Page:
My very smart friend Mark W. Schaefer is working on a new book called The Content Code. It will be out in April. Watch for it! As part of his book research, Mark asked me about how I have built for myself a “super brand” where people trust or want to consume what I create, without having to sample it first, and whether anyone could create a “super brand” if they chose to do so.
Here’s what I wrote back to Mark:
Every time I publish a blog post, dozens of people tweet it instantly using some sort of automation protocol. It is gratifying to be so trusted as an information provider that this group believes it is in their best interests to automatically redistribute what I write. But I also find it frightening, and it’s not something I would ever do myself.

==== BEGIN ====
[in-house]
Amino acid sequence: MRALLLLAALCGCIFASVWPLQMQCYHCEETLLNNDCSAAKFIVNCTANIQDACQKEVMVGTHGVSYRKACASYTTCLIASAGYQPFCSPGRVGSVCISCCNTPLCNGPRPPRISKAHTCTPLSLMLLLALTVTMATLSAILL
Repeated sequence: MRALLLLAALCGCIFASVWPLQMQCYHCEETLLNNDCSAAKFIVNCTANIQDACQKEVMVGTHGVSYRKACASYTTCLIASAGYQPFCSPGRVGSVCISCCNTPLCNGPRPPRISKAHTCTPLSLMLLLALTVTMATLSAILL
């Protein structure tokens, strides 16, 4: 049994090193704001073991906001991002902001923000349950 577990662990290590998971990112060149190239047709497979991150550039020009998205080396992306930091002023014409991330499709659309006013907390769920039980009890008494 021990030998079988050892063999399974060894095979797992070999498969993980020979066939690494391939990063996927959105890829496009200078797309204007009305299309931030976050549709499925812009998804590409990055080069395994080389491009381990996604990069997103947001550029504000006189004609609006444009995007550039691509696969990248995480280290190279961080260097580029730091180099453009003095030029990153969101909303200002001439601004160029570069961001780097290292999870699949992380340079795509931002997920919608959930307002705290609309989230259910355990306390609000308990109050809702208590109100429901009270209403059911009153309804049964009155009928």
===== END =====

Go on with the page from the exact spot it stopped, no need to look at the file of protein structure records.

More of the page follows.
While I certainly try to create content that passes the Mom Test every time I open the laptop to write, I know that some content is better than other content, the same way that not every batch of pulled pork is your tastiest, and not every workout achieves a personal best. By automatically sharing all of my content, this group of people is indirectly saying that my C game is still meritorious. That’s amazing to me, especially considering my attitudes could change, I could just be wrong (happens all the time), my blog could be hacked, and any number of other calamities could occur that would cause something I publish to be far below an acceptable standard.
But that’s the power of content curation as a brand-builder. These people build their brands partially by sharing my stuff, and I build my brand partially because they are sharing my stuff (and I, in turn, am sharing stuff created by other people). It’s a super brand powered by a curation circle, and as someone who has greatly benefitted from that trend I certainly will not indict it universally.